Bloom’s taxonomy is used for categorizing educational learning objectives based on the complexity and specificity of their content. The models divide learning objectives into three categories: cognitive, affective, and psychomotor.
One way of ensuring that your training programs are top-notch is that you keep in mind the six golden principles of Universal Instructional Design. A new term has emerged recently ‘Universal Instructional Design.’ In this blog, we will explore what Universal Instructional Design is and what are these 6 Golden Principles.
Marton and Säljö (1976) described surfaced learning as “enforced work.” Learners that take the surface approach tend to be passive learners and work in isolation. They view the training and development sessions as coping with tasks so they can pass the corporate training. However, those who wish for deeper learning tend to seek an understanding of the concepts they have learned.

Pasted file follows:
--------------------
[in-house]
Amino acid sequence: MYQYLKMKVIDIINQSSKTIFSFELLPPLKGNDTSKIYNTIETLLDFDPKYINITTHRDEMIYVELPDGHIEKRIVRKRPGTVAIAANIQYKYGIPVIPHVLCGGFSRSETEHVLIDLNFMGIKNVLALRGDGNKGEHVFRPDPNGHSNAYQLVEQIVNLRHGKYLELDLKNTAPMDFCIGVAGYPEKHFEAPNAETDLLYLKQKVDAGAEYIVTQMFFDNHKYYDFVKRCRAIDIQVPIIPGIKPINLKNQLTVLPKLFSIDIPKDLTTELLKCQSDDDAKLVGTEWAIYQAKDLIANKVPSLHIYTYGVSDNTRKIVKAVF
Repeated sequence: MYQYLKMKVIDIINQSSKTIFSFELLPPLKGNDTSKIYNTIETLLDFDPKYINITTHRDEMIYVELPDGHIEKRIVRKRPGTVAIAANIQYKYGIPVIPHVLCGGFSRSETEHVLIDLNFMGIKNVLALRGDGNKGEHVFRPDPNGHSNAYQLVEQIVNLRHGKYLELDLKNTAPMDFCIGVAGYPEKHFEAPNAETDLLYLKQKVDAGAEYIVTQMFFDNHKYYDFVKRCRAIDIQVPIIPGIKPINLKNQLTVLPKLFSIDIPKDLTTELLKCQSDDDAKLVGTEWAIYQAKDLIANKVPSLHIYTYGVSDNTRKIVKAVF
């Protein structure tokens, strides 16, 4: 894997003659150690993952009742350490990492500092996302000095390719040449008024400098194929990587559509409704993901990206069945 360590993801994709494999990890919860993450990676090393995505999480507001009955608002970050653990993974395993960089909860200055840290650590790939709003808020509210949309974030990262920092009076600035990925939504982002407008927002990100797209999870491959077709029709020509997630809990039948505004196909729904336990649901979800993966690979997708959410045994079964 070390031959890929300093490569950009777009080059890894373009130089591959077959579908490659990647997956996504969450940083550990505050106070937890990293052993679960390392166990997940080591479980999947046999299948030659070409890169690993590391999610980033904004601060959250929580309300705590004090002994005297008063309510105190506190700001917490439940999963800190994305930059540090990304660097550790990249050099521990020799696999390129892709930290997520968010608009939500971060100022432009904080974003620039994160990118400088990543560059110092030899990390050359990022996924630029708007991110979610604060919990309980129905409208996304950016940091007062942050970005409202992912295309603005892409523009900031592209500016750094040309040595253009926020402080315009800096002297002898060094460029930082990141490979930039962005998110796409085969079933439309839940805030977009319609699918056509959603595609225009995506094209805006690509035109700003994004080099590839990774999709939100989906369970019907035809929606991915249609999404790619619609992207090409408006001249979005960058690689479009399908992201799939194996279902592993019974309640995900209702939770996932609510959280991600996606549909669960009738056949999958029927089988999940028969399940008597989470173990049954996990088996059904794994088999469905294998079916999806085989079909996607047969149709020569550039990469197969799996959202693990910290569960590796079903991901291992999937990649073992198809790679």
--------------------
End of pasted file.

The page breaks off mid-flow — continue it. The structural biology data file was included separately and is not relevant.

In this blog, we will cover the intellectual practice of learning which gave rise to the experiential learning, i.e., learning by doing. It is the most challenging form of learning as the trainers and instructors still struggle with this type of learner.
Constructivism theory promotes that learners are active participants in their own learning and training. The learners use this learning and training to add meaning to their prior knowledge and experiences.